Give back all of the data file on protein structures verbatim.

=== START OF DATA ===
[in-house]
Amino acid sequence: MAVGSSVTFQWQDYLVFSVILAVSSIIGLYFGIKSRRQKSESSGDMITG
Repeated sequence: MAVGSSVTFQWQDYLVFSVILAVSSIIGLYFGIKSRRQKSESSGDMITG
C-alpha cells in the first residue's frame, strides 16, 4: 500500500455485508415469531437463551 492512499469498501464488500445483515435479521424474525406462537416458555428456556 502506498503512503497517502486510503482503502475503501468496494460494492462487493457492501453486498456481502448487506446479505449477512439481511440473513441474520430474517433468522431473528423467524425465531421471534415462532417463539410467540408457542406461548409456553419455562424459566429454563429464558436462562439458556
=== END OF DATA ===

[in-house]
Amino acid sequence: MAVGSSVTFQWQDYLVFSVILAVSSIIGLYFGIKSRRQKSESSGDMITG
Repeated sequence: MAVGSSVTFQWQDYLVFSVILAVSSIIGLYFGIKSRRQKSESSGDMITG
C-alpha cells in the first residue's frame, strides 16, 4: 500500500455485508415469531437463551 492512499469498501464488500445483515435479521424474525406462537416458555428456556 502506498503512503497517502486510503482503502475503501468496494460494492462487493457492501453486498456481502448487506446479505449477512439481511440473513441474520430474517433468522431473528423467524425465531421471534415462532417463539410467540408457542406461548409456553419455562424459566429454563429464558436462562439458556